An American Jewish Committee (AJC) survey of Jews in the United States before the election showed that 75 percent would choose former Vice President Joe Biden and 22 percent Trump. After the election, it appears that Trump exceeded expectations, garnering about 30 percent of the Jewish vote.

While Trump did do better than expected among American Jewish voters, his pro-Israel policies were not enough to convince most Jews, who are overwhelmingly Democrats, to support him. The AJC survey showed that the most important issue for American Jewish voters were domestic concerns such as COVID-19 (26 percent), with others prioritizing health care (17 percent), the economy (13 percent), race relations (12 percent), crime (6 percent), foreign policy (5 percent) or another issue (20 percent).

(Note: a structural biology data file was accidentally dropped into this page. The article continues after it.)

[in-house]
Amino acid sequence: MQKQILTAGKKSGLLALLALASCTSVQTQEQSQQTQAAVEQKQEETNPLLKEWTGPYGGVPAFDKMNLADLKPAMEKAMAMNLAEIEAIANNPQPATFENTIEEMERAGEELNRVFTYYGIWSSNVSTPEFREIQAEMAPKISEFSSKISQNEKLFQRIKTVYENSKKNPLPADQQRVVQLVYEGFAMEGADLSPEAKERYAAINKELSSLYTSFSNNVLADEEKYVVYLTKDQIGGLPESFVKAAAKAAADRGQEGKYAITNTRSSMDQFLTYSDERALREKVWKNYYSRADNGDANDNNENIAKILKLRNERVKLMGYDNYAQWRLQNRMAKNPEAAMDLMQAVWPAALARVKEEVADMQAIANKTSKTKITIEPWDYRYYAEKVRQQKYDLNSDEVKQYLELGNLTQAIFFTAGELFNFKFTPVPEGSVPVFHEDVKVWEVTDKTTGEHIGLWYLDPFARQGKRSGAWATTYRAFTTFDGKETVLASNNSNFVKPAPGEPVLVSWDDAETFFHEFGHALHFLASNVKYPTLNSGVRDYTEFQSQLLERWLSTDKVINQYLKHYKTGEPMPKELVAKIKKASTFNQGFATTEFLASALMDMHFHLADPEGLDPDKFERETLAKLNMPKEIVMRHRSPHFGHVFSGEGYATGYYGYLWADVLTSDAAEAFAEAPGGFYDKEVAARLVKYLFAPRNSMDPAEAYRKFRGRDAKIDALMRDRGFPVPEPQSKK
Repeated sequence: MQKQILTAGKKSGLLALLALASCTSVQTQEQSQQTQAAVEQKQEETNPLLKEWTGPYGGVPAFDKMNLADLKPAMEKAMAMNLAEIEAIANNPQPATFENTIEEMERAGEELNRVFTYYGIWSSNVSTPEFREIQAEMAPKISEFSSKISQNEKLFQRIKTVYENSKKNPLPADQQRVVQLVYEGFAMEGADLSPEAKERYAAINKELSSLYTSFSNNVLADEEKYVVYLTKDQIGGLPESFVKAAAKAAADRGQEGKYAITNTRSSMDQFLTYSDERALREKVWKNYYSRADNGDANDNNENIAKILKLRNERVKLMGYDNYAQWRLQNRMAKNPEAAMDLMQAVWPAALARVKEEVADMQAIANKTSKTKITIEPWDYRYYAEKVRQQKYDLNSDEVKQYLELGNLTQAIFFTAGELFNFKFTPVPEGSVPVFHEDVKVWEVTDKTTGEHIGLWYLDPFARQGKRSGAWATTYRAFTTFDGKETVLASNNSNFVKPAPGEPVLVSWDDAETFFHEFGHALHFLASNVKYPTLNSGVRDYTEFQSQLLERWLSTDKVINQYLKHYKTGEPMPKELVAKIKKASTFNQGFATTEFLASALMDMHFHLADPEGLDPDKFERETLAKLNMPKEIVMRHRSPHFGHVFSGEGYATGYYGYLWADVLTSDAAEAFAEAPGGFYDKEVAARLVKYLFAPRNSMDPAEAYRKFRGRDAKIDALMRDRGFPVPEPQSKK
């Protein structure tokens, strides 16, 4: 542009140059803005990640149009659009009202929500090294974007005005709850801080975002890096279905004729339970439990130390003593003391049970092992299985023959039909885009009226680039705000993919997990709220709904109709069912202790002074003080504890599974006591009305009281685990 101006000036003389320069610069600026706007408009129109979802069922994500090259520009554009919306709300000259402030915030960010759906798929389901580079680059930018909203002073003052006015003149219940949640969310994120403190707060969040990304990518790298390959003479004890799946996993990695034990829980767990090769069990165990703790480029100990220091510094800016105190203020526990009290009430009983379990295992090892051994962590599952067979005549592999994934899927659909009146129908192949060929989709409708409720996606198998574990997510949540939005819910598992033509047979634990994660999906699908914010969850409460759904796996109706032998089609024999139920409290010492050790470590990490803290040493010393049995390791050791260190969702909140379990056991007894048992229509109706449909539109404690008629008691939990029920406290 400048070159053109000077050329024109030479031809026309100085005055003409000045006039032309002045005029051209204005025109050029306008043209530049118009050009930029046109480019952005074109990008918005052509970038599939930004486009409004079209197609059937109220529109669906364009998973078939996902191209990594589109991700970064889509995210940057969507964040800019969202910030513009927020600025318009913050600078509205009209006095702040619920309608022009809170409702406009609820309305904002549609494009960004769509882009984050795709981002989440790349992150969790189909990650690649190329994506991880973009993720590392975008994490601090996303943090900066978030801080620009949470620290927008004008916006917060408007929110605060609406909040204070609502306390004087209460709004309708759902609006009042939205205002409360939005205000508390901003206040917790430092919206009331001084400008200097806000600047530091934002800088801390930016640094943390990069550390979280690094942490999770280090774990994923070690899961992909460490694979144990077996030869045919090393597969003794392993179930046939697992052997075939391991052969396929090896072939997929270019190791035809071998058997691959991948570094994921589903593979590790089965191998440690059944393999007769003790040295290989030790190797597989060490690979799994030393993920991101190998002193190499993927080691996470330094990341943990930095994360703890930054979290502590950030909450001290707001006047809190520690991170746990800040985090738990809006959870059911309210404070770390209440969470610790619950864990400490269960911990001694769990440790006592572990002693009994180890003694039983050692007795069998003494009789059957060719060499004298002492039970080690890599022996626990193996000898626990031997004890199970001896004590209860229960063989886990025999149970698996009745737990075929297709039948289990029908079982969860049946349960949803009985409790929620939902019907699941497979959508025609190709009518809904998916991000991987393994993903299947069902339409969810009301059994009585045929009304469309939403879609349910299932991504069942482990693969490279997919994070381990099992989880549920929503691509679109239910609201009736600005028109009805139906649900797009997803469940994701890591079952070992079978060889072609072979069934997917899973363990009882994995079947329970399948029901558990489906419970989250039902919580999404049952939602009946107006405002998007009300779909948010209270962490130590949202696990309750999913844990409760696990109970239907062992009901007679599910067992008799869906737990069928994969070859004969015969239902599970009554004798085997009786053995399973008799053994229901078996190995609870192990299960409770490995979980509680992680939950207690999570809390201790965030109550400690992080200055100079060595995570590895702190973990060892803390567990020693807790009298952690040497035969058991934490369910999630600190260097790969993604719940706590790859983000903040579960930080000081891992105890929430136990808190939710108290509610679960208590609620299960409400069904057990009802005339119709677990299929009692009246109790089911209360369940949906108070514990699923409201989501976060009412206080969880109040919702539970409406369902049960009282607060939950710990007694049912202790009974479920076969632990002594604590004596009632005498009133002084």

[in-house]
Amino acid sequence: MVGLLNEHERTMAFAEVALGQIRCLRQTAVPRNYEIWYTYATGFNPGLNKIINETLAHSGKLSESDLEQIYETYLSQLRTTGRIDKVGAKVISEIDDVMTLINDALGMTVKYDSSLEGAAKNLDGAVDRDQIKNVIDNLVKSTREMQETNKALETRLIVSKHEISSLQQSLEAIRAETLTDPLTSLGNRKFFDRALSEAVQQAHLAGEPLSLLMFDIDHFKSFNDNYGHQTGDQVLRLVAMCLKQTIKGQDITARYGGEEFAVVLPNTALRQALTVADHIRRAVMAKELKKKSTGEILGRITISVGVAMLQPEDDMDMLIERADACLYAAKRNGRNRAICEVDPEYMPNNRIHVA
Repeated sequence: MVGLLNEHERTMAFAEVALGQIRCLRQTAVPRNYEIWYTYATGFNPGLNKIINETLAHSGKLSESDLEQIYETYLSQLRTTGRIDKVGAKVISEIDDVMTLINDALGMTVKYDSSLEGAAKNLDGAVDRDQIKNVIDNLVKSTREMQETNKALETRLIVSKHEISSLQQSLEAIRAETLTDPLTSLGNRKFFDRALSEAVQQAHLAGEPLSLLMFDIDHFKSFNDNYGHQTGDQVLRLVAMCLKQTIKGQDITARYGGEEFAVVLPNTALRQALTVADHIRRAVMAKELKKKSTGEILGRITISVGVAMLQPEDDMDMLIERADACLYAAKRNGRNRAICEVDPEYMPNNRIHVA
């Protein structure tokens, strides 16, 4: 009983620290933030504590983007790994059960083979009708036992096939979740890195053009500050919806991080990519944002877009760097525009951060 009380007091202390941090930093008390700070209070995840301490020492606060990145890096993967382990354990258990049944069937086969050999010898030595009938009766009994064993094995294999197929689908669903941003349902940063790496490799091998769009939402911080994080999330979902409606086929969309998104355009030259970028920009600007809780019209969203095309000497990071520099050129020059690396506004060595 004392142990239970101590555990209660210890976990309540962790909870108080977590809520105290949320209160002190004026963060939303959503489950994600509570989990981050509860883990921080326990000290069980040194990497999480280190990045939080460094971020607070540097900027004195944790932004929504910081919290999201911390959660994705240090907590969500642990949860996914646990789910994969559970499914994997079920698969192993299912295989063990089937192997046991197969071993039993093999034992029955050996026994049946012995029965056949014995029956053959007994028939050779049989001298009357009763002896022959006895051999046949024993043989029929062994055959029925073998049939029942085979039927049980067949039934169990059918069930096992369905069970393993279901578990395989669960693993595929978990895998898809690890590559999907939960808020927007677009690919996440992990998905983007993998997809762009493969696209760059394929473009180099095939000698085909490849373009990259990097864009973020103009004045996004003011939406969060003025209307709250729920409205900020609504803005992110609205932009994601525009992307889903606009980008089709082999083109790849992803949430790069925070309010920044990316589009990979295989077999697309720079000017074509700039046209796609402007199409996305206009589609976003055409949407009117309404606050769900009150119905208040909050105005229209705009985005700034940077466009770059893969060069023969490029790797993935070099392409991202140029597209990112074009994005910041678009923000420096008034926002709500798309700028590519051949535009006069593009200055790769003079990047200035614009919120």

Gold emphasized the importance for Israel to keep its finger on the pulse of Americans across the country.

“If we can get a sense at the very beginning of where America is going, it will help us operate intelligently in the period ahead,” he said. “No one can really answer this with assuredness. Being cognizant of what is going on in the debates in different communities and geographic parts of America will help Israel understand its most important ally.”

‘Not allow Israel to become a wedge issue’

Michal Cotler-Wunsh, an Israeli Knesset member of the Blue and White Party, said it is “important to understand the elections so that we can improve and deepen the engagement not just between Israel and the U.S., but between Israel and North American Jewry.”